How the NHS handles your personal health information (https://www.nhsinform.scot/care-support-and-rights/health-rights/confidentiality-and-data-protection/how-the-nhs-handles-your-personal-health-information)

<NHS BOARD>’s Data Protection Notice.
A specific privacy notice for law enforcement regarding rape and sexual assault.
Other public information leaflets (see implementation guidance)

6. How will people’s individual rights in relation to the use of their personal data be addressed by this process? (Rights are not applicable to all types of processing, and expert advice on this may be necessary.)

<NHS BOARD> uses the following policies and procedures to ensure data subjects can exercise their rights.

Right of access:
See Appendix J
See Appendix K

Right to rectification:
See Appendix J

Right to object (where applicable):
See Appendix J 

Right to restrict processing (where applicable):
See Appendix J

Right to data portability (where applicable):
Not applicable.

Right to erasure (where applicable):
Not applicable

Rights in relation to automated decision-making and profiling (where applicable):
Not applicable.

7. For how long will the personal data be kept?- refer to our Document Storage Retention and Disposal Policy for advice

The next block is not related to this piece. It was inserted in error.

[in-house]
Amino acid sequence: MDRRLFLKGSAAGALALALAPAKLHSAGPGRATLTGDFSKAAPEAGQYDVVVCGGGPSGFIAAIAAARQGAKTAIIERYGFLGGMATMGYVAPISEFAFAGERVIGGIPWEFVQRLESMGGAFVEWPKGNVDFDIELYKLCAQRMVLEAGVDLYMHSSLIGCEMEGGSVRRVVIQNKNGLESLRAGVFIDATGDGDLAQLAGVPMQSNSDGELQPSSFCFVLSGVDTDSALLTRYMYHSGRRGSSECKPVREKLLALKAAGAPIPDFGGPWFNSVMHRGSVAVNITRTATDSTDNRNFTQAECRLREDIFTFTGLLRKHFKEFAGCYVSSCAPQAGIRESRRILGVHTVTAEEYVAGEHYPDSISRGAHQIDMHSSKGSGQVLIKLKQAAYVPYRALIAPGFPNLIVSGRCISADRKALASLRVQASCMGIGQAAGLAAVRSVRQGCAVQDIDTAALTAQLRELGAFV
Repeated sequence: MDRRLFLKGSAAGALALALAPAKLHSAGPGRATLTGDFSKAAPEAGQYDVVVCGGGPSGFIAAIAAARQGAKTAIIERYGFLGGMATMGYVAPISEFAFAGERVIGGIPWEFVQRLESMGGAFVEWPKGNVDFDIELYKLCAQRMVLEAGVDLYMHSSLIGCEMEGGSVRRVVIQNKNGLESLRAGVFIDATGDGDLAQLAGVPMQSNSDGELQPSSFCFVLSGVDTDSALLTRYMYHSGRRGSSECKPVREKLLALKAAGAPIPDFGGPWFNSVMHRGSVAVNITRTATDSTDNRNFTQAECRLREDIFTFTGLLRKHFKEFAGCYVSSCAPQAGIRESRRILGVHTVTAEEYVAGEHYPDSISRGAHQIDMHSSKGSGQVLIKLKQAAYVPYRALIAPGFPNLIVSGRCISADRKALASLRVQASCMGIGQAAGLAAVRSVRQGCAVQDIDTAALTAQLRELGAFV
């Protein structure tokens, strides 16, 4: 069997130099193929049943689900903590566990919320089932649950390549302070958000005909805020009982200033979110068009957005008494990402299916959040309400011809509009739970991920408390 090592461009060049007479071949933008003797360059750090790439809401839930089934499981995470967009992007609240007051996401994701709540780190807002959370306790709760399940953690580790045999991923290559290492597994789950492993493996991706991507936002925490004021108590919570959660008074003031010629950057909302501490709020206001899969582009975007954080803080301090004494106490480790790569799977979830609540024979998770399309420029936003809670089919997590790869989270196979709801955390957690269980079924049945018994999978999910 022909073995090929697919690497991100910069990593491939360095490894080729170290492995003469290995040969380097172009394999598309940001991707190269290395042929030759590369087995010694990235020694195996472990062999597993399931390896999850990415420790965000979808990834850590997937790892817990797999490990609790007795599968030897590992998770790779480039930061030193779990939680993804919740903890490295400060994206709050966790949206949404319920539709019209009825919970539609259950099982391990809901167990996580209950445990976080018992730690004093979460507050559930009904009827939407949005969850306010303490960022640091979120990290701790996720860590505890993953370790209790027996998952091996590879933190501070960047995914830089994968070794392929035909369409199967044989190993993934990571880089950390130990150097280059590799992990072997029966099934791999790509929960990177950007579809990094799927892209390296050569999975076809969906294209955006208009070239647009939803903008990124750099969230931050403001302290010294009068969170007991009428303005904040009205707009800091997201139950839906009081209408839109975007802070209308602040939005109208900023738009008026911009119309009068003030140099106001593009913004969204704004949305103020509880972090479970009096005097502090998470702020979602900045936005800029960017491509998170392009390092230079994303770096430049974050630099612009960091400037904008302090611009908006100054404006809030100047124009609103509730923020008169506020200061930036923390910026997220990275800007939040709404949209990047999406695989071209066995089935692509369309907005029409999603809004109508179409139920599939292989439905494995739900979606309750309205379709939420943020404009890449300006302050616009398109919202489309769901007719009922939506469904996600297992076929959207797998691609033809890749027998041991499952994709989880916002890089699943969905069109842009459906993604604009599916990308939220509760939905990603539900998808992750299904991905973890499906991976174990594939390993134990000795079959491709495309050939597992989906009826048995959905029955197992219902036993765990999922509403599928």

<NHS BOARD> retains this information for ....... (see implementation guidance)

Who will have access to the personal data?

All Circumstances

<NHS BOARD> authorised personnel

Where the Police Service of Scotland are aware of the incident

The Police Service of Scotland’s personnel

COPFS personnel

Depending on the services user's choices

Social Services personnel

Third sector personnel

Where the service user is a child or young person

Social Services personnel 

8. Will the personal data be routinely shared with any other service or organisation? – if yes, provide details of data sharing agreement(s) and any other relevant controls.  Advice on data sharing requirements is in the Scottish Information Sharing Toolkit.  

Yes, there is an Information Sharing Agreement (ISA) in place between <NHS BOARD> and the Police Service of Scotland.